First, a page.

Chestnut Fronted Macaw
Like most mornings at the Rainforest Expeditions eco-lodges, this one started just before dawn and would involve sightings of Chestnut-fronted Macaws. Rainforest animals are most active during those two first magic hours after sunrise and this is why both guests and guides had 4:30 A.M. wake up calls. During breakfast, the first light of the day began to filter down through the tall, cathedral-like rainforest canopy and signaled that it was time to leave for the trip to a nearby oxbow lake. As the group walked down to the boats, Red Howler Monkeys roared from the canopy and a family of Saddle-backed Tamarins was sighted.
Even though the ride across the river was a quick one, the guide was kept busy in pointing out the birds that were flying across the coffee-colored Tambopata.
“Crested Oropendolas! Russet-backed Oropendolas!” he exclaimed as large flocks of those big, yellow-tailed birds flew over the boat. Loud screeches indicated that one of the most common macaws in the Tambopata region was also in active mode. As pair after pair flew overhead and perched in the riverside trees, the guide pointed them out.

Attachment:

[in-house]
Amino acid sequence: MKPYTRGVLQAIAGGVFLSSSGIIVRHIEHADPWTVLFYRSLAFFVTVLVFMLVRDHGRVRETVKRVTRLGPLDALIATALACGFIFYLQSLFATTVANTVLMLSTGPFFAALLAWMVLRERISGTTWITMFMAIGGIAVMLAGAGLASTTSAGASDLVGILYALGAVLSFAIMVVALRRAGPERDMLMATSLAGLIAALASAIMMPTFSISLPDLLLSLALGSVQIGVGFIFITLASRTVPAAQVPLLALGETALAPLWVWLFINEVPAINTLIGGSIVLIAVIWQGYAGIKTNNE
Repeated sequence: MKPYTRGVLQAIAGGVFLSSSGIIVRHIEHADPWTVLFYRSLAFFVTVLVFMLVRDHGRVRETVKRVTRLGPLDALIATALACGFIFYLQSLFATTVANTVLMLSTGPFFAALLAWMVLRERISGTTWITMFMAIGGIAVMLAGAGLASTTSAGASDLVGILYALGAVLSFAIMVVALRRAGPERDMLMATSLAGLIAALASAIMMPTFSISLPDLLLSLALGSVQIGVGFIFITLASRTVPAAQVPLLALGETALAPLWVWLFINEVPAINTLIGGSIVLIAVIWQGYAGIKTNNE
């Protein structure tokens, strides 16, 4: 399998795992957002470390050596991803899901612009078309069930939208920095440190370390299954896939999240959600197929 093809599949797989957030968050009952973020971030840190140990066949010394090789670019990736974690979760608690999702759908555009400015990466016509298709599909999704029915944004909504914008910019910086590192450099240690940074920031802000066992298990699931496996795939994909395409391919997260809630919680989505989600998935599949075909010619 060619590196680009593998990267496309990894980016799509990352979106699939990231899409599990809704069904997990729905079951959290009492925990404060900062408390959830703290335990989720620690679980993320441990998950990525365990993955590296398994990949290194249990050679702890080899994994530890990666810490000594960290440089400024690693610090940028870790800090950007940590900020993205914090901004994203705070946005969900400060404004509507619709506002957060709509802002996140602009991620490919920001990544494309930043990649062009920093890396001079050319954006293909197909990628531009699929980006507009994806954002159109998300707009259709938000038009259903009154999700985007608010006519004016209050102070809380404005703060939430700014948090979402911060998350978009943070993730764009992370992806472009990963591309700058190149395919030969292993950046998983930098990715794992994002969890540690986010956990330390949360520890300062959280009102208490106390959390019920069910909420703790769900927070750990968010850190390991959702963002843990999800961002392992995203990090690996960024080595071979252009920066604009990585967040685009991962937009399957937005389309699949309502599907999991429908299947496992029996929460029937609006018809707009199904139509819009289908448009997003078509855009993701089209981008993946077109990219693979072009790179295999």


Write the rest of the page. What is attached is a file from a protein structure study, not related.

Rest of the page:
“Those are Chestnut-fronted Macaws! They are smaller than the big macaws but very common in Tambopata and just as colorful”.
The Chestnut-fronted Macaw (Ara severa) is probably the most numerous macaw species in Tambopata. Their abundance is likely related to their preference for old second growth and riverine habitats. This allows them to persist in many areas near the town of Puerto Maldonado although they are much more common in the forests near the lodges.
Some interesting facts about Chestnut-fronted Macaws:
As Seen In